Solving the 'apostrophe for possession problem' for good
It’s no more than a pen scratch. A flick of ink. A dash dotted here. A dot dashed there. On the delicious cake of your writing, it is a mere dusting of sugar.
For all its inconsequential appearance, the teeny tiny apostrophe is one of the most common causes of grammatical errors we make rvery day. Especially when the apostrophe is partnered with the letter ‘s’.
That’s a lot of fuss for something that only has two jobs. Seeing the apostrophe s signifies description or possession. I outlined this – and how to solve the problem caused by the pronoun “It” – here.
Armed with that knowledge, you’ve half the battle won. If the battle is one-on-one.
Now I will outline the issues faced when that battle is a war.
Welcome to the plurals.
Plurals: The bad news
Pluralisation has many rules.
It has many more exceptions. What some lack in logic, they make up for in contradiction.
Different rules are supported by legions of linguists. In a metaphoric minefield, they hurl grammar grenades, intent on thwarting your journey of language learning.
To avoid joining this war of words, I will keep the scope of this article very tight. I will not cover the rules, sub-rules and rule-breaks around plurals. I will focus solely on how they affect the apostrophe s.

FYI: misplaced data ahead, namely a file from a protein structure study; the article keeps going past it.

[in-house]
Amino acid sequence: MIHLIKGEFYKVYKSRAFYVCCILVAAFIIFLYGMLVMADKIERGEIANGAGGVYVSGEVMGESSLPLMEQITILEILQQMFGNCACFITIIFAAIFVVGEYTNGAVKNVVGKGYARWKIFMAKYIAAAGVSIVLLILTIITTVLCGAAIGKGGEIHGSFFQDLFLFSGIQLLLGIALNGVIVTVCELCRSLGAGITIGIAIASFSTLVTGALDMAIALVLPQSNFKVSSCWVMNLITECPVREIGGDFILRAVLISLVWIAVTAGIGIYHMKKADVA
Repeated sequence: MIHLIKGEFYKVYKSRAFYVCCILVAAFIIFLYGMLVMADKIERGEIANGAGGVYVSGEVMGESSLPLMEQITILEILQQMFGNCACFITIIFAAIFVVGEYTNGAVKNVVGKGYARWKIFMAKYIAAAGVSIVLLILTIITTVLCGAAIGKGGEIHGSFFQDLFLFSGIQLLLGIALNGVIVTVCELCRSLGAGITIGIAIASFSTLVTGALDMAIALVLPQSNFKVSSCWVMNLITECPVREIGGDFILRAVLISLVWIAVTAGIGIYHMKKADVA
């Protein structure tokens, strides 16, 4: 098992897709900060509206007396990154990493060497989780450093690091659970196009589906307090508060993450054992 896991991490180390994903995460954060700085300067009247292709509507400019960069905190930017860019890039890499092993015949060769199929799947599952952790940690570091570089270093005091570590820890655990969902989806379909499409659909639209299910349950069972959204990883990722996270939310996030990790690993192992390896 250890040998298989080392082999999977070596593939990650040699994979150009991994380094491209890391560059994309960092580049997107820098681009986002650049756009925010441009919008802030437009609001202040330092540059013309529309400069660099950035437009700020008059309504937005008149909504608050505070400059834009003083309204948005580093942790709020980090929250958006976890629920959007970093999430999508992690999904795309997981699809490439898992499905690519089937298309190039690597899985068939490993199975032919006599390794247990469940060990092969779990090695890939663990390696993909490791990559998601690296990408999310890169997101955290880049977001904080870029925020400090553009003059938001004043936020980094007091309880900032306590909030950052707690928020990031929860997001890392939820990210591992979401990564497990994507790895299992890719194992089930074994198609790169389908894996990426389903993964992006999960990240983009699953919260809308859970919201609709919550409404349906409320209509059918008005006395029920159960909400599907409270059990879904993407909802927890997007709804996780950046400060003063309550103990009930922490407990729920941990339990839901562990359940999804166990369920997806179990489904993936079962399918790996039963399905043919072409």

My aim is to include just enough detail. To resolve just enough of the most common mistakes. For just enough of you to find useful.
Plurals: The good news
When used with plurals, the apostrophe s has only one job.
It no longer signifies description. To do that, the apostrophe would replace the a from ‘are’ to contract with the preceding noun. I won't be covering that here because a) 'are' is out of scope, and b) the contraction of are is aesthetically displeasing and should, in my humble opinion, be banned.
(I’ve no problem with the contracting of are in pronouns. I couldn’t live without you’re, they’re, and we’re. Though admittedly each of those come with new problems. But with nouns? No thank you. If you find yourself about to write “the flowers’re pretty” or “the oranges’re tasty”, put the pen down. Step away from the ugly little fucker. It will never improve what you’re writing.)